Thursday, October 7, 2010

Recording events for posting on-line

I recently volunteered to help organize recording some of the sessions from the Open Source Software (OSS) Barcamp event in UCD. I am not very experienced in this type of thing so I thought I would document my experiences for the benefit of anyone else who would like to do something similar.

The first thing I tried was USTREAM. This was really simple to use, within 2 minutes I had created a free account and created a channel for OSSBarCamp. In addition I found that there are  Ustream Viewer and a Ustream Broadcast applications available for my Android phone. I tried out the viewer by watching the Linux Outlaws live stream and the quality was almost better than when I watch it on my PC. I also tried out the Broadcast application and found it alarmingly easy to upload videos - within minutes I had a few videos uploaded of the cables behind my PC (I still haven't figured out how to delete them - if anyone knows how to do this I would love to know).

A colleague also recommended the QIK application for my phone. However, this required more memory than I had free space on my phone so I wasn't able to evaluate it.

Luckily I received an offer of help from some colleagues in DERI in Galway who had professional video recording equipment. Pierre Ludwick and Laura Dragan even volunteered to bring the equipment up from Galway and operate it.

I am always nervous that something would go wrong, so even though Pierre was recording the initial keynote talk by Stefano Zacchiroli, I also recorded it on my phone using the Ustream Broadcast application. I think you will agree that the results shown below are reasonably good. Most of the problems with the video were due to the fact that my hand was getting tired from constantly holding the phone up so if I had a tripod rigged up it would have been even better. (sorry about the advertisements - I would have to upgrade to a professional account to get rid of those).

My hand was sore from holding my mobile phone aloft so I decided to relax and trust the professionals for the rest of the sessions. They did a great job and at the end of the BarCamp they transferred all of the files onto my laptop. Each recorded session was contained in a .mts file which was about 1.5 to 2BGytes. These files are clearly too big to be uploaded to a video sharing site so I had to convert them to some more efficient storage format before I uploaded them.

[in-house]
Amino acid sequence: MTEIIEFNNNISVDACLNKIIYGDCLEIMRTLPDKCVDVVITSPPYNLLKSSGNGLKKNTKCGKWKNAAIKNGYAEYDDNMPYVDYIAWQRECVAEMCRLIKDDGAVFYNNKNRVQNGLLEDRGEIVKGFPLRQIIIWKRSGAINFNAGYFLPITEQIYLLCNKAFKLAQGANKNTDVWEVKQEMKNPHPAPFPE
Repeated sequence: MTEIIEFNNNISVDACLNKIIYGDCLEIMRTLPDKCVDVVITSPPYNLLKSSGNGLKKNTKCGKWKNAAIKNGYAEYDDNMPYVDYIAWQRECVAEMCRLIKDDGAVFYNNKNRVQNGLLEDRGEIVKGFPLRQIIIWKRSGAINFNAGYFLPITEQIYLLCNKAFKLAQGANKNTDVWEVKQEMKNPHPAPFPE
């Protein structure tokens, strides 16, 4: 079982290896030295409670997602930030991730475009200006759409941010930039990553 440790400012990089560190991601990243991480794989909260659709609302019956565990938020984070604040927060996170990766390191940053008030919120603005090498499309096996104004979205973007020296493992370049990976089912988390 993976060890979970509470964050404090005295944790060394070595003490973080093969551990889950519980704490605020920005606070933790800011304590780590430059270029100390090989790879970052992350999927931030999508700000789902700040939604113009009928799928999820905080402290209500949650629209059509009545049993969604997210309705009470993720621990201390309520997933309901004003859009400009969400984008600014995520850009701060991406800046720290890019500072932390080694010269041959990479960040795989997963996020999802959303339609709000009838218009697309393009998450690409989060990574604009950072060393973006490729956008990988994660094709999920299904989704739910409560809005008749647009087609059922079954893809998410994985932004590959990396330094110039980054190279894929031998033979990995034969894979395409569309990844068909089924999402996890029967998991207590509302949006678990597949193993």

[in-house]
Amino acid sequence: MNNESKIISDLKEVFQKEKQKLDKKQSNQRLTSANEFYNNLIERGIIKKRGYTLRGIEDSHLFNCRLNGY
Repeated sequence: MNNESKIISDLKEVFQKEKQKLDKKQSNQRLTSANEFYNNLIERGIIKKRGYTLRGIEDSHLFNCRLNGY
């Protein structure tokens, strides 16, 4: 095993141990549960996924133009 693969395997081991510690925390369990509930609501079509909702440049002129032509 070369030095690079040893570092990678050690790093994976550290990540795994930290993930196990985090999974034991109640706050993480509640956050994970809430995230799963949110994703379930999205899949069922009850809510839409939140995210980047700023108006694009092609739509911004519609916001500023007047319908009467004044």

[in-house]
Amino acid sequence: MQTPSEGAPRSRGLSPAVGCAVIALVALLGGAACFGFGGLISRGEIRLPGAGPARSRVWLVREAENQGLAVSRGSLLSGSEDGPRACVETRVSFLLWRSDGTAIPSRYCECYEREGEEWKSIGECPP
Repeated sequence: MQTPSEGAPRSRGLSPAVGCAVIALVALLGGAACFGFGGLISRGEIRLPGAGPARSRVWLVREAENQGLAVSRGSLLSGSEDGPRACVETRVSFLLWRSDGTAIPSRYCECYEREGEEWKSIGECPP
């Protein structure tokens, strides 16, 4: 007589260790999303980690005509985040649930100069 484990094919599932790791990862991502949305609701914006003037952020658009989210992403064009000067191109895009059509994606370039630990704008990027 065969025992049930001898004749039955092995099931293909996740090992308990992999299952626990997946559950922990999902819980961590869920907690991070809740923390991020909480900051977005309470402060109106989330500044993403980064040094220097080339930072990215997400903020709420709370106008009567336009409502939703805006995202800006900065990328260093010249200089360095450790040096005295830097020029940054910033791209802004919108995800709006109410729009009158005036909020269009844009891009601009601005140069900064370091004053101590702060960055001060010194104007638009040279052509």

I played around with the various tools that come with Ubuntu before deciding that Kino was the tool that I should be using. The first step was to import the files into Kino which creates a .dv file which was ironically bigger than the original - typically about 8-9 GBytes per 40 minute talk. The import process could take the best part of an hour. My first few attempts at importing files failed becuase I was using an external drive for storage which had been formated with the FAT file system (the FAT file system has a limit of 4 GBytes as the maximum size of a single file). After importing the file, then I had to export it to .mpeg format. By taking all of the defaults I ended up with a file of about 300-400 MBytes  per session, I could have tweaked the parameters to get a smaller file size, but I didn't feel confident in adjusting to many parameters since I didn't know what parameters would affect video quality in a noticeable way. The export process could take about 2-3 hours on my poor old home PC which meant the overall process was quite time consuming.

I looked at the various video sharing sites and quickly settled on Vimeo as the best for my needs. They offer a free account which has a limit of 500 MBytes uploaded per week. I could have used this and uploaded the materials gradually, but I was keen to get the job done quickly and so I paid out for a professional account which also eliminated advertisements from my videos and gave a few more benefits. You can view all of the recorded videos on a special channel I created

Here you can see the same Keynote presentation that I recorded with my phone. Although the quality is better, I am not sure the difference affects the usability.

Overall I am happy I volunteered. It was a great learning experience for me and now there is a permanent record of the event available for anyone who wants to see it. I can see from the Vimeo statistics that some of the more popular session have already been viewed by more people online than attended the BarCamp in person.

1 comment:

  1. Tripods for the win. Also, maybe consider Flip video or other small video camera if you see yourself doing these more often... Thanks for sharing! =)